This is not say that it's time to write that desperation letter.  In fact, professional fundraisers will tell you never to fundraise with a message of desperation.  Donors want to help organizations with a future, not organizations with chronic financial problems or organizations with leadership that is continually in a "sky is falling" mentality.  So, if you've got one of these types of letters written to your donors, just tear it up.

To me, rethinking the donor relationship in a time of economic crisis means putting together a simple communications plan that focuses on the relationship more than the fundraising, and that includes: 
  • determining the number of contacts over the coming 12 months that the organization will make with its donors  (this does not include newsletters, event publicity, or other "mass communications")
  • establishing what the message of each contact will say  -- think of a story line that you could build over a series of contacts
  • selecting the medium for the message, i.e., an email blast, a letter, a phone call, a face-to-face meeting  (the latter two media might be reserved for major donors, but it might be fun to conduct a phone-a-thon to all your members to just say hello and let them know what you're up to)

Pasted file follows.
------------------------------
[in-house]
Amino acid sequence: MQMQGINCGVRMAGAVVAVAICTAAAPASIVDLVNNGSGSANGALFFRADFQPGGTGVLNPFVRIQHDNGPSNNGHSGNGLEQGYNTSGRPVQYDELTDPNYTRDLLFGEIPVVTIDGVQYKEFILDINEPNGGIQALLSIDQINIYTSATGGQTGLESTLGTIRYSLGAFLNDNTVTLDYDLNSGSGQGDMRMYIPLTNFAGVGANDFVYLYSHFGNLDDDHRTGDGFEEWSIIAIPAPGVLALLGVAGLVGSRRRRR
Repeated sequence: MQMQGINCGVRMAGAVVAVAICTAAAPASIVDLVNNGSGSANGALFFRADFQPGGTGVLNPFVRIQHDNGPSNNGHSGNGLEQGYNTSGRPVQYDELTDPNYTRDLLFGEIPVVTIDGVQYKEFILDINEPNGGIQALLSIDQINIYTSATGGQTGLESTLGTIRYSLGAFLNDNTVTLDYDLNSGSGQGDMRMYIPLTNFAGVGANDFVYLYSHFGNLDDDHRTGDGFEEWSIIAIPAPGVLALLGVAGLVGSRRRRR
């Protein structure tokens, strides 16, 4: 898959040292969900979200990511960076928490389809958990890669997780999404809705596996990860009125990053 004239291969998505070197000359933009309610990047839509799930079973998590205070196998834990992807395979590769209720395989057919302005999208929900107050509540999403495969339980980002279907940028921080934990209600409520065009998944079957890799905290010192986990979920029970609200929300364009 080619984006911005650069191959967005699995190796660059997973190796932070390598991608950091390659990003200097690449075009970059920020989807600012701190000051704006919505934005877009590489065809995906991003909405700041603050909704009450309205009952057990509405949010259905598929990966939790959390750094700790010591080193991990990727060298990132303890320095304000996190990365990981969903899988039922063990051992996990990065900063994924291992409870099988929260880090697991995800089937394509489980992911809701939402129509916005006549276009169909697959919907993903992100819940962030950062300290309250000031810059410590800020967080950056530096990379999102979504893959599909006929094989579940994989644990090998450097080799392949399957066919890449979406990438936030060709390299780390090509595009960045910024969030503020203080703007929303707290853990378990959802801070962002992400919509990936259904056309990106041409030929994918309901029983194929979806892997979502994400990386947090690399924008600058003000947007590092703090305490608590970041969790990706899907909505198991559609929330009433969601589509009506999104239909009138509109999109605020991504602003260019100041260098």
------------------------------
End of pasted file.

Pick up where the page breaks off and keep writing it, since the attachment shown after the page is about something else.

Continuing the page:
Your institution's mission, supported by a focused program, are your two most valuable tools for donor-worthiness.  But without the message that communicates their public benefit -- over and over again -- they may as well be hidden like lights under a barrel.  Your donors need and want to know you.  So, talk to them.  

And make them your best friends.  

You could be rewarded for it.

Photo: Two People Talking by artworkbyheather